(y) Targum Jon. Jarchi, Aben Ezra, Kimchi & Abendana in loc. Abarbinel Mashmia Jeshua, fol. 62. 2. R. Isaac Chizuk Emuna, p. 279. (z) See my book of the "Prophecies of the Messiah", &c. ch. 6. p. 104-116.
inquired of them diligently what time the star appeared. He took a good deal of pains in examining them, he sifted them, and inquired of them with much accuracy, and exactness, the precise time of the star's appearing to them, how long ago it was when it was first observed by them; that hereby he might exactly know the age of Christ, and the better execute the bloody design he had formed, should the wise men disappoint him; and the better detect an impostor, should another afterwards arise, and set up himself for the king of the Jews.
go and search diligently for the young child; go to Bethlehem, the place of his birth I have told you of, and there inquire and search in every house and family, omit none till you have found him;
and when you have found him bring me word again; give me a particular account of him, who are his parents, and where he dwells,
that I may come and worship him also: for they had declared, that the reason of their coming was to worship him; this he said hypocritically, in order to hide and cover his bloody intentions.
they departed; took their leave of Herod and his court, and set forward on their journey from Jerusalem to Bethlehem:
and lo, to their great surprise and joy,
the star, which they saw in the east, then appeared; for, it seems, it had for some time disappeared: it looks as if it had been only seen at the time of Christ's birth, and when they were in their own country; for both here, and in Matthew 2:2 they are only said to have seen it "in the east", that is, when they were in the east country; so that it seems from that time they had had no sight of it, not while they were on their journey, nor at Jerusalem; nor was it necessary they should. When they saw it in their own country, according to their best observation, it was over the land of Judea, and they were persuaded of it, that it was a certain sign that the king of the Jews was born: they therefore determine upon and prepare for a journey to Jerusalem, the metropolis of the nation, and where the king kept his court, to inquire for him; nor needed they the guidance of the star to direct them to a place so well known; but being in quest of him in an obscure place, and without any guide, this star appears to them; and, which is something very extraordinary,
went before them, till it came, and stood over, where the young child was. This star had a motion, kept pace with them, and was a guide unto them, till it and they came to the place where Christ was; and then it stood directly over the house, so that they had no need to inquire of any person for him. It is certain from hence, that this star was indeed a very unusual one; its being seen in the daytime, its motion and standing still, its situation, which must be very low, and its use to point out the very house where Christ was, show it to be so; but though it was an unusual appearance, it should not be thought incredible. (a) Varro relates, that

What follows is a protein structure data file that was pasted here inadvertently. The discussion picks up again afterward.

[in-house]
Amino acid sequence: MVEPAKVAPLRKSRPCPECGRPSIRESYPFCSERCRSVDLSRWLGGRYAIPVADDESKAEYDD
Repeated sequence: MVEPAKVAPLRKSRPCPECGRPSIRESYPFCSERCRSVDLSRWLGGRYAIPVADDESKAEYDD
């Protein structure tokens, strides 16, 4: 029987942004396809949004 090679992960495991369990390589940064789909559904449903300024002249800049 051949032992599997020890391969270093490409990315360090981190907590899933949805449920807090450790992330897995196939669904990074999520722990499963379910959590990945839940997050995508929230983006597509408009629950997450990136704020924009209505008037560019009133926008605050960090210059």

"from the time Aeneas went from Troy, he saw the star Venus in the daytime, day after day, till he came to the field of Laurentum, where he saw it no more, by which he knew that those lands were fatal.''
The appearing of this star, and then its disappearing for a time, agree, in some measure, with the account the Jews give of the star which they expect will be seen at the coming of the Messiah; for they (b) say,
"after seven days that star shall be hid, and the Messiah shall be hid for twelve months--when he shall descend, the pillar of fire shall be seen as before, in sight, and afterwards the Messiah shall be revealed, and many people shall be gathered to him.''
(a) Apud Servium in Virgil Aeneid. l. 1. p. 471. Ed. Basil. 1586. (b) Zohar in Exod. fol. 3, 4. & 71. 1.
they rejoiced with exceeding great joy; a "pleonasm" or a redundancy of expression frequently used by the Hebrews, see John 4:6 and the Septuagint there; setting forth the rapture, the excess of joy they were in upon the sight of the star. Very probably before this, their hearts were sad, their countenances dejected, and they greatly discouraged, having taken so great a journey, and as yet to so little purpose. They had been at Jerusalem, where they expected to have found him that was born king of the Jews; they had been at court, and conversed with men of the greatest figure and intelligence, and could get no tidings of him; people of all ranks and degrees seemed to be troubled at the account they brought; no body cared to go along with them to Bethlehem: all these circumstances no doubt were discouraging to them; but as soon as they saw the star their spirits revived, joy filled their hearts, cheerfulness appeared in their countenances; and they pursued their journey with inexpressible delight, till they came to the place where the illustrious person was they were seeking after.
they found the young child, with Mary his mother; in her lap, or arms, or in the house with her, for by this time he might go alone. Joseph perhaps was not at home, but about his business; and which might be so ordered by the providence of God, that so these men might only see the mother of Christ, who had no real father as man; who had they seen Joseph, might have took him to be his proper father. Upon the sight of the young child,
they fell down on their knees or faces to the ground, agreeably to the custom of their country,
and worshipped him as a king; giving him the same civil honour and respect, as they were wont to do to their own kings and princes; which custom began with Cyrus: for so Xenophon (c) says, that